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HBV vaccination and HBV infection induces HBV-specific natural killer cell memory
  1. Ratna S Wijaya1,2,
  2. Scott A Read1,3,4,
  3. Naomi R Truong5,
  4. Shuanglin Han1,
  5. Dishen Chen1,3,
  6. Haleh Shahidipour1,3,4,
  7. Nicole L Fewings6,
  8. Stephen Schibeci6,
  9. Mahmoud K Azardaryany1,
  10. Grant P Parnell6,
  11. David Booth6,
  12. David van der Poorten7,
  13. Rita Lin7,
  14. Jacob George1,7,
  15. Mark W Douglas1,7,8,
  16. Golo Ahlenstiel1,3,4
  1. 1Storr Liver Centre, The Westmead Institute for Medical Research, University of Sydney, Westmead, New South Wales, Australia
  2. 2Faculty of Medicine, Pelita Harapan University, Tangerang, Indonesia
  3. 3Blacktown Medical School, Western Sydney University, Blacktown, New South Wales, Australia
  4. 4Blacktown Hospital, Blacktown, New South Wales, Australia
  5. 5Centre for Virus Research, The Westmead Institute for Medical Research, Westmead, New South Wales, Australia
  6. 6Centre for Immunology and Allergy Research, The Westmead Institute for Medical Research, University of Sydney, Westmead, New South Wales, Australia
  7. 7Westmead Hospital, University of Sydney, Westmead, New South Wales, Australia
  8. 8Centre for Infectious Diseases and Microbiology, Marie Bashir Institute for Infectious Diseases and Biosecurity, University of Sydney at Westmead Hospital, Westmead, New South Wales, Australia
  1. Correspondence to Professor Golo Ahlenstiel, Western Sydney University Blacktown Mount Druitt Medical School, Blacktown, NSW 2560, Australia; G.Ahlenstiel{at}westernsydney.edu.au

Abstract

Objective Vaccination against hepatitis B virus (HBV) confers protection from subsequent infection through immunological memory that is traditionally considered the domain of the adaptive immune system. This view has been challenged following the identification of antigen-specific memory natural killer cells (mNKs) in mice and non-human primates. While the presence of mNKs has been suggested in humans based on the expansion of NK cells following pathogen exposure, evidence regarding antigen-specificity is lacking. Here, we demonstrate the existence of HBV-specific mNKs in humans after vaccination and in chronic HBV infection.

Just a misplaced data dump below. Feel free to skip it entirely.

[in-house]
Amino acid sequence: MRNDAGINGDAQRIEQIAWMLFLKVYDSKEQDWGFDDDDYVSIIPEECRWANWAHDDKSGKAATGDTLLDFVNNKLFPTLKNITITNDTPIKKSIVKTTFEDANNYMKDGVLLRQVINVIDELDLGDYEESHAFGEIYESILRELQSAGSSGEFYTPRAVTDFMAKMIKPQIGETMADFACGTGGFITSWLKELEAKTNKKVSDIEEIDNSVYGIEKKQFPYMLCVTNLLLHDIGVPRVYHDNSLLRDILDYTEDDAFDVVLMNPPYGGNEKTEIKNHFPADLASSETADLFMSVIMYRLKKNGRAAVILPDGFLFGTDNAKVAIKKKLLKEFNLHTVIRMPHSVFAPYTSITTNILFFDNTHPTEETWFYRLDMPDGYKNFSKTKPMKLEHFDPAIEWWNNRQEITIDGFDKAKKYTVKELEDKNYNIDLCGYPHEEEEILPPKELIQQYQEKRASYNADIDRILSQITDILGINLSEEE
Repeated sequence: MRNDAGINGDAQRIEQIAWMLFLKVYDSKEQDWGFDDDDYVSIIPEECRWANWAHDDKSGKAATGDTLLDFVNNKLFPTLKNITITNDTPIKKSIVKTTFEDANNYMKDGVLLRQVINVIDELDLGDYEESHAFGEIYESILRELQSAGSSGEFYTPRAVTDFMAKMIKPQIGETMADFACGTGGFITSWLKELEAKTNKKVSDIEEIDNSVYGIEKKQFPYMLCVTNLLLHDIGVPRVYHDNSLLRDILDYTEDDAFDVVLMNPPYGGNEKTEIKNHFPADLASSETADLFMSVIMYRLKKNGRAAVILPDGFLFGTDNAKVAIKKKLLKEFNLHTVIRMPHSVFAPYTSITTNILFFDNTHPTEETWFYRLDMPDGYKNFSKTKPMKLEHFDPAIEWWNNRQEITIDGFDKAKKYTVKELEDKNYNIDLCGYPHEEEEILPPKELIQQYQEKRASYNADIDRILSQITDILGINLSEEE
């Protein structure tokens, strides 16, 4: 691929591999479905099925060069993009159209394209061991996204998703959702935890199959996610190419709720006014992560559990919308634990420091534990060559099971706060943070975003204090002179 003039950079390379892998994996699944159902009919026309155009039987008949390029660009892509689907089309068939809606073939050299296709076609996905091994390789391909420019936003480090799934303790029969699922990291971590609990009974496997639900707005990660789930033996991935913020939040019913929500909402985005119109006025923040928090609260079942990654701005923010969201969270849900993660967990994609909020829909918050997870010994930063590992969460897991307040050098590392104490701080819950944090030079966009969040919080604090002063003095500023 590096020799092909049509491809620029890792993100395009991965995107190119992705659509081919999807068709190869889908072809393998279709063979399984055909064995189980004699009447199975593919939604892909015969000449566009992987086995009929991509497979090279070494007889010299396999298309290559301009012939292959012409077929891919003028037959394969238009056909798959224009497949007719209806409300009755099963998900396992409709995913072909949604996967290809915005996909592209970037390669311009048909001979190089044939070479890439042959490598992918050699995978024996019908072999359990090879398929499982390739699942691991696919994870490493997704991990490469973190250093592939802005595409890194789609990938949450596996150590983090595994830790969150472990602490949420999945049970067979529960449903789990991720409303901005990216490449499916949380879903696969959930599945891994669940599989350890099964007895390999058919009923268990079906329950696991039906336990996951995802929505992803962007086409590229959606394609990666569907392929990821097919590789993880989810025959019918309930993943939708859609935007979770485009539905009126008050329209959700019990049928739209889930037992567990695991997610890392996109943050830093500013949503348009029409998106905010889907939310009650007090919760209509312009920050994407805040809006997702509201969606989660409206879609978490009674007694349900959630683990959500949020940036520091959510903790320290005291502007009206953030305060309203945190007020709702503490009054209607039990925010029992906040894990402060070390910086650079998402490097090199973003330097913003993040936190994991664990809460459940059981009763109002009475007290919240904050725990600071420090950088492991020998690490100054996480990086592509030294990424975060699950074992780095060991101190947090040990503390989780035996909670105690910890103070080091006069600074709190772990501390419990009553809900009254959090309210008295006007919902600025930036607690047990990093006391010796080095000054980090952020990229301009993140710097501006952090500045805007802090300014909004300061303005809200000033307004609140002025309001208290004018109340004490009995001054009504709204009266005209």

Design NK cell responses were evaluated by flow cytometry and ELISA following challenge with HBV antigens in HBV vaccinated, non-vaccinated and chronic HBV-infected individuals.

Results NK cells from vaccinated subjects demonstrated higher cytotoxic and proliferative responses against autologous hepatitis B surface antigen (HBsAg)-pulsed monocyte-derived dendritic cells (moDCs) compared with unvaccinated subjects. Moreover, NK cell lysis of HBsAg-pulsed moDCs was significantly higher than that of hepatitis B core antigen (HBcAg)-pulsed moDCs (non-vaccine antigen) or tumour necrosis factor α-activated moDCs in a NKG2D-dependent manner. The mNKs response was mediated by CD56dim NK cells coexpressing CD57, CD69 and KLRG1. Further, mNKs from chronic hepatitis B patients exhibited greater degranulation against HBcAg-pulsed moDCs compared with unvaccinated or vaccinated patients. Notably, mNK activity was negatively correlated with HBV DNA levels.

Conclusions Our data support the presence of a mature mNKs following HBV antigen exposure either through vaccination or infection. Harnessing these antigen specific, functionally active mNKs provides an opportunity to develop novel treatments targeting HBV in chronic infection.

  • hepatitis B
  • chronic viral hepatitis
  • cellular immunity
  • immune response
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Footnotes

  • Contributors Designing research studies (RW, SR and GA), conducting experiments (RW, SR and NT), acquiring/analysing data (RW, SR, SH, SS, MKA and GA), providing tissues and reagents and interpreting results (DvdP, RL, GP, DB, MD, JG and GA) and writing the manuscript (SR, RW and GA).

  • Funding This project was supported by the Robert W. Storr Bequest to the Sydney Medical Foundation, University of Sydney; a National Health and Medical Research Council of Australia (NHMRC) Programme grant no. 1053206; Australia Awards Scholarships. GA is supported by a Sylvia and Charles Viertel Charitable Foundation Investigatorship (VTL2015C022).

  • Competing interests None declared.

  • Patient consent for publication Not required.

  • Ethics approval Ethics approval was obtained from the Western Sydney Local Health District and University of Sydney.

  • Provenance and peer review Not commissioned; externally peer reviewed.

  • Data availability statement Data are available on reasonable request. All data relevant to the study are included in the article or uploaded as online supplementary information.

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